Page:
Though the events in our Jewish history, such as the birth of the state of Israel and the success of Rabbinic Judaism around the world, have certainly proven that prayer and acts of kindness thrive in our religion, what about the major suffering in the world? From the Holocaust to the destruction of the Twin Towers in New York, the Jewish faith has a reason to question G-d’s power and our faith. Even today, there are so many stories about the miracles people have experienced as a result of their prayers and acts of kindness, but the same amount of tragic stories are told of those who have lost and continue to lose everything, even with their constant prayers and acts of kindness. Though, today, we can accept both the good and the bad from G-d, primarily to focus on the blessings in life, (Job 1:21) why should we believe that on every new Jewish year, we all have the opportunities to change our fates through acts of kindness if there are still tragedies every day?
As I remember the millions of Jewish lives lost throughout history, or the thousands of American victims of the 9/11 terrorist attacks, I can’t help but wonder why their prayers and acts of kindness in life failed to change their miserable destinies, especially when a portion of the victims survived, when they might have prayed the same amount as the person who died.
While struggling with the literal words of the “Unetane Tokef,” I decided that as a faithful Jewish teenager, I still want to participate in all the prayers on the future days of judgment. After searching and reading various commentaries on this particular prayer, I came across an interpretive version of the “Unetane Tokef” that was written figuratively, rather than emphasizing the literal power of the words. Taken from a Reconstructionist machzor, I found comfort, rather than fear, in the revised prayer and intend on reciting the Reconstructionist words of the “Unetane Tokef” in the future.
The prayers and ideas in Judaism can be taken literally or figuratively. Though in this particular prayer, I dislike the literal terms of our possible destinies, I take comfort in knowing that there is a place and time for me to seek my own connection to G-d during the universal Day of Judgment.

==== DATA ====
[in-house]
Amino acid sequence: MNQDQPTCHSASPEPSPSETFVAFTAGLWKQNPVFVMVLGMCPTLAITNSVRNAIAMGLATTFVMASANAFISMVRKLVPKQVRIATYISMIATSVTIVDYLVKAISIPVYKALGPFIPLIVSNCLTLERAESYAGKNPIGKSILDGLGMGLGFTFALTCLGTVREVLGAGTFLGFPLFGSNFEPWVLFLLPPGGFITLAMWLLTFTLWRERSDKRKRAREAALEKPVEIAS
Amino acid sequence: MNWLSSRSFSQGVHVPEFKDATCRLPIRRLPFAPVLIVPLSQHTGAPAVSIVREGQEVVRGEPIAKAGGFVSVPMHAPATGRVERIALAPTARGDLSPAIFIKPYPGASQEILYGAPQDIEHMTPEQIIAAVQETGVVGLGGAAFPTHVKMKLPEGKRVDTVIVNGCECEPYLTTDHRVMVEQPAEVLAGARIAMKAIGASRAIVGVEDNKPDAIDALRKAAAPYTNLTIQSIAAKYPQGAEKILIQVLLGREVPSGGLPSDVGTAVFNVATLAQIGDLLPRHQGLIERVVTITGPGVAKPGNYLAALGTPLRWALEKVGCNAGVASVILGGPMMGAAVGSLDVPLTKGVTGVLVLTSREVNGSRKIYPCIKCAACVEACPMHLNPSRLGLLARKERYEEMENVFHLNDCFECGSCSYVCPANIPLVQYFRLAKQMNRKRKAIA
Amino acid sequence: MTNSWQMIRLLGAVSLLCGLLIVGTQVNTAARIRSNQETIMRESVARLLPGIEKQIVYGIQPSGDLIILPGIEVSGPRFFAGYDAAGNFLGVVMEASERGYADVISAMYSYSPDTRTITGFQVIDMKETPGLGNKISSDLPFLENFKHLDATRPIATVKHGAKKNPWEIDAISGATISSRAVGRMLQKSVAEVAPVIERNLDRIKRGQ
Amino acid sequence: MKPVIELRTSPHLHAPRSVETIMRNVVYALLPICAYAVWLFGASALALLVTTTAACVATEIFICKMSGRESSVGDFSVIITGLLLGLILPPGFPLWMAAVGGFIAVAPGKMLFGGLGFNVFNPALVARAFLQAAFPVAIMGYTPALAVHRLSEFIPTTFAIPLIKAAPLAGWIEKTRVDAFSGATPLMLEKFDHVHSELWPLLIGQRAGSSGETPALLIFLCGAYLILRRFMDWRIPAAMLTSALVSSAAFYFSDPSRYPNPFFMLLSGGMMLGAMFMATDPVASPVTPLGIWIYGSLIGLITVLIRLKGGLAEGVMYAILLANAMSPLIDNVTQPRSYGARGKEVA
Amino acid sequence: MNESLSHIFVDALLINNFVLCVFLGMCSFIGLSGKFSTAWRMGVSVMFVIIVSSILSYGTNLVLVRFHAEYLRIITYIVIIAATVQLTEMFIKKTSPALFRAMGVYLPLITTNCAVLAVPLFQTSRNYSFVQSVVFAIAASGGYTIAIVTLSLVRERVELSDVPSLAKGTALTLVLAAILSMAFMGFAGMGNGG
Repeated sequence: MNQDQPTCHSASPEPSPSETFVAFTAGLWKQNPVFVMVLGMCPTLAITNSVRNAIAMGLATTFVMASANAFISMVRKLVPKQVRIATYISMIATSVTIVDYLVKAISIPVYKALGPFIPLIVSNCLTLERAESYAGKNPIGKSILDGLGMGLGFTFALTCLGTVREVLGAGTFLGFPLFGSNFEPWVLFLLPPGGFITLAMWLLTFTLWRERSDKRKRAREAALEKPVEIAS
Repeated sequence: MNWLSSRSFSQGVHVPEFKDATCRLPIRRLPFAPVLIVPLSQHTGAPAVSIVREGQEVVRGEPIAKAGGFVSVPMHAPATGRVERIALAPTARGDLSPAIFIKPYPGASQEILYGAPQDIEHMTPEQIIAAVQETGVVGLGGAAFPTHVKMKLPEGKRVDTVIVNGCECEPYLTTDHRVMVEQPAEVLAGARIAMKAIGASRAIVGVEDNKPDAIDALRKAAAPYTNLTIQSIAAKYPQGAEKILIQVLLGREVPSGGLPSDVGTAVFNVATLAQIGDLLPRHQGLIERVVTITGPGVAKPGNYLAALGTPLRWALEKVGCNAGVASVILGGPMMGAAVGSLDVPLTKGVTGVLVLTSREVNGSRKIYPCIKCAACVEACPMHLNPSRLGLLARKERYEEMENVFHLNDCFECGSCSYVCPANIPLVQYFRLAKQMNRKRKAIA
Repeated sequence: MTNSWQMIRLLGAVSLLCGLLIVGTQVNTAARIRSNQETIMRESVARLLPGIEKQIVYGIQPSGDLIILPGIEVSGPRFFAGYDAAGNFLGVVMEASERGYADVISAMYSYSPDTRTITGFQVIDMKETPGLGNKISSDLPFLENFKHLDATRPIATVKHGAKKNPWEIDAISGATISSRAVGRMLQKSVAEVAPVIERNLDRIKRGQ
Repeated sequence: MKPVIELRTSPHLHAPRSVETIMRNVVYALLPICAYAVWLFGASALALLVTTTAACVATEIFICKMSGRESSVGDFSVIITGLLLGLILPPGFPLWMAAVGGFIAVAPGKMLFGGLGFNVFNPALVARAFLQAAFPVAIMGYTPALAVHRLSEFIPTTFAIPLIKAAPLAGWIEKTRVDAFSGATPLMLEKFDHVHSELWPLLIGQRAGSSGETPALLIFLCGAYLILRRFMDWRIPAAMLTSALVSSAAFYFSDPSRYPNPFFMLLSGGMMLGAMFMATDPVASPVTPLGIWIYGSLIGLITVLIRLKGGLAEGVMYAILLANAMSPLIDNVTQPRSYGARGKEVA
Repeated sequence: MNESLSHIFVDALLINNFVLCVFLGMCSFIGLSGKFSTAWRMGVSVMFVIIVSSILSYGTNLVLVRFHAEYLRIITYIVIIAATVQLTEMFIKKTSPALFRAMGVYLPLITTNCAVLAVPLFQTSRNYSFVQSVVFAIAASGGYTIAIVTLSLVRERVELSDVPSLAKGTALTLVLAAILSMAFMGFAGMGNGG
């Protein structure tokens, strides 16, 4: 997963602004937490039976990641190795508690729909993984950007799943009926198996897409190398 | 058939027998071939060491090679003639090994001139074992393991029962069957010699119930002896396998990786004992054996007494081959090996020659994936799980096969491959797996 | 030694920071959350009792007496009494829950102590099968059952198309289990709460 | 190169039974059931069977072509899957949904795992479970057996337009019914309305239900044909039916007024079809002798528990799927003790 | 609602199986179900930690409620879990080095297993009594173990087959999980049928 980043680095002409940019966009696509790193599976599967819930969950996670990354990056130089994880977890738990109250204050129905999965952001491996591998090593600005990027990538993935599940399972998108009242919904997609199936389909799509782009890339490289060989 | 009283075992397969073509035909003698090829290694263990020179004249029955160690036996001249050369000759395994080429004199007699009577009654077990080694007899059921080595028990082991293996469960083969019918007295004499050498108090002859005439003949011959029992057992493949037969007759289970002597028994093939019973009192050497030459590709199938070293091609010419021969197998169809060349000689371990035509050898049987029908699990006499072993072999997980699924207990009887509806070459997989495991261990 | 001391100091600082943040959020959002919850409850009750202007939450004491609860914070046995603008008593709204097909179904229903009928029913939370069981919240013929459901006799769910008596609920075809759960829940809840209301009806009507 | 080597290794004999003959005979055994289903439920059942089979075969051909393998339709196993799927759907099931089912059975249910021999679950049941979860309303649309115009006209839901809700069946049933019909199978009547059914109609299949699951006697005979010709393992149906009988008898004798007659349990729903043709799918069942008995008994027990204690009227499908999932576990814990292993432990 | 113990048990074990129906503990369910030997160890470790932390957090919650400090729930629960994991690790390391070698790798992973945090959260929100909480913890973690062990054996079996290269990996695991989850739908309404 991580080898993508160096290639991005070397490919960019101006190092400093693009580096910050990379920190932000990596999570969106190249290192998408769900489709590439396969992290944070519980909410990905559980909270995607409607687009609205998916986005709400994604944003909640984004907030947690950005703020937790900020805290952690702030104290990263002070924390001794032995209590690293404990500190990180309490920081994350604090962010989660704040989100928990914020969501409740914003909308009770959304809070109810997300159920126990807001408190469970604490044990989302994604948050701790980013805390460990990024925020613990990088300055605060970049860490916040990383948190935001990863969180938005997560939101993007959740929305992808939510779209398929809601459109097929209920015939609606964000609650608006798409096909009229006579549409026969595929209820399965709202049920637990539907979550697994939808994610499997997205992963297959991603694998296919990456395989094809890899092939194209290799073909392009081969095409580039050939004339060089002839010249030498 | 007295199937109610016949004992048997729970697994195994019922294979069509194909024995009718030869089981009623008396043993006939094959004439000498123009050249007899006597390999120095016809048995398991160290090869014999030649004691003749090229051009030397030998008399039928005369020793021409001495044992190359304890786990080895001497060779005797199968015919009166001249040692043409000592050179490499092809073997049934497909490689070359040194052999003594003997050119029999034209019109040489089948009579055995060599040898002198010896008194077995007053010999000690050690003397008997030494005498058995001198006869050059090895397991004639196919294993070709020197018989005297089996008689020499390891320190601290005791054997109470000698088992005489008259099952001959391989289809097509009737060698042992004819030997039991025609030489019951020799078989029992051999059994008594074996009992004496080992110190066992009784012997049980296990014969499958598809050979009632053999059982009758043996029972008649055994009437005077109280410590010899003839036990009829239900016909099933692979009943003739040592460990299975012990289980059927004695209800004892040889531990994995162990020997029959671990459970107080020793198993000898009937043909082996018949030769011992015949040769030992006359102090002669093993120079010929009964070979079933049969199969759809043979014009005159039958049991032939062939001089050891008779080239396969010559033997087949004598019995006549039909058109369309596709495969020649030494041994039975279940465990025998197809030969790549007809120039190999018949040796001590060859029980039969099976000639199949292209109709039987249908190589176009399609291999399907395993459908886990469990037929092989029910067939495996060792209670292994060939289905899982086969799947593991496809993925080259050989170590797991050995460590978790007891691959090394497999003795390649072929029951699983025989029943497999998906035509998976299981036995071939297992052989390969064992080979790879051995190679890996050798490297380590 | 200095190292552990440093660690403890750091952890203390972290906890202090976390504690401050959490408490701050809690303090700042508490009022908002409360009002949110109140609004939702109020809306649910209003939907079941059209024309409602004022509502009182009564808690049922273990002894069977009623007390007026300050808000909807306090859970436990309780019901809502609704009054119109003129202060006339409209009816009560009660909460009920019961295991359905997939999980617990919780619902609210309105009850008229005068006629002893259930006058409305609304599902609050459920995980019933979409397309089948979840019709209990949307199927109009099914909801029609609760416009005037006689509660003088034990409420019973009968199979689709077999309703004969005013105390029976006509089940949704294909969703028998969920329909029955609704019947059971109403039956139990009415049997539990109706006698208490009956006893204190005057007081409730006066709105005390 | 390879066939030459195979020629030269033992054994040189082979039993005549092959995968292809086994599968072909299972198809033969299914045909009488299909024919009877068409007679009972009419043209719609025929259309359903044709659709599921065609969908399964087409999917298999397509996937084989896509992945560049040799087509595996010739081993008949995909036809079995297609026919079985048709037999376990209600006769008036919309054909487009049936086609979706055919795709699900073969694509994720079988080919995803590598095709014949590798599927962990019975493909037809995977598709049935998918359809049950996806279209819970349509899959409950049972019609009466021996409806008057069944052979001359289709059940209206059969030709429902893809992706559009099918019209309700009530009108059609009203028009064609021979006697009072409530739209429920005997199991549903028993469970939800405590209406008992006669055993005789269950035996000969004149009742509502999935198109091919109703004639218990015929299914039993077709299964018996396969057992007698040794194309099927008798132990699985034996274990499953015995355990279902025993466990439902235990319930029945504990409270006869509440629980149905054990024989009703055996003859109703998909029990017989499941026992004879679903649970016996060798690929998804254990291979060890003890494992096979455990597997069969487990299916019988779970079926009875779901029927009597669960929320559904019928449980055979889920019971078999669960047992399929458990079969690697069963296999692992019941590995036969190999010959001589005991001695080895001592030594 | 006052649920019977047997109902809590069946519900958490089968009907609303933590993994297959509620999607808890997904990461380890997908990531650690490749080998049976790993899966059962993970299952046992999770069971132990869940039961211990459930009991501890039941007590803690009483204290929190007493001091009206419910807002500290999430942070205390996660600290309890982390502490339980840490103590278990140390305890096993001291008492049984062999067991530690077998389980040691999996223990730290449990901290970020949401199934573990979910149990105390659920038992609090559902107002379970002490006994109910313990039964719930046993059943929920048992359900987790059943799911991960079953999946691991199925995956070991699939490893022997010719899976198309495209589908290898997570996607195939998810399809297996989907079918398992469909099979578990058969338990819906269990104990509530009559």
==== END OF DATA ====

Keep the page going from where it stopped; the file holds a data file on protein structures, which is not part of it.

As we enter what will hopefully be a healthy, happy, and successful 5771, I hope we can all find comfort in what we read and only enhance our spirituality in unity.
Unetane Tokef- Reconstructionist version:
When we really begin a new year it is decided,
And when we actually repent, it is determined.
Who shall be truly alive, and who shall merely exist;
Who shall be happy, and who miserable;
Who shall be tormented by the fire of ambition,
And whose hopes shall be quenched by the waters of failure;
Who shall be pierced by the sharp sword of envy,
And who shall be torn by the wild beast of resentment;
Who shall hunger for companionship,
And who shall thirst for approval;
Who shall be plagued by the pressures of conformity;
Who shall be strangled by insecurity,
And who shall be beaten into submission;
And who shall be content with their lot,
And who shall wander in search for satisfaction;
Who shall be serene,
And who shall be distraught;
Who shall be at ease,
And who shall be afflicted with anxiety;
Who shall be poor in their own eyes,
And who shall be rich with tranquility;
But teshuvah, tefilah, and tzedakah
Have the power to change the character of our lives.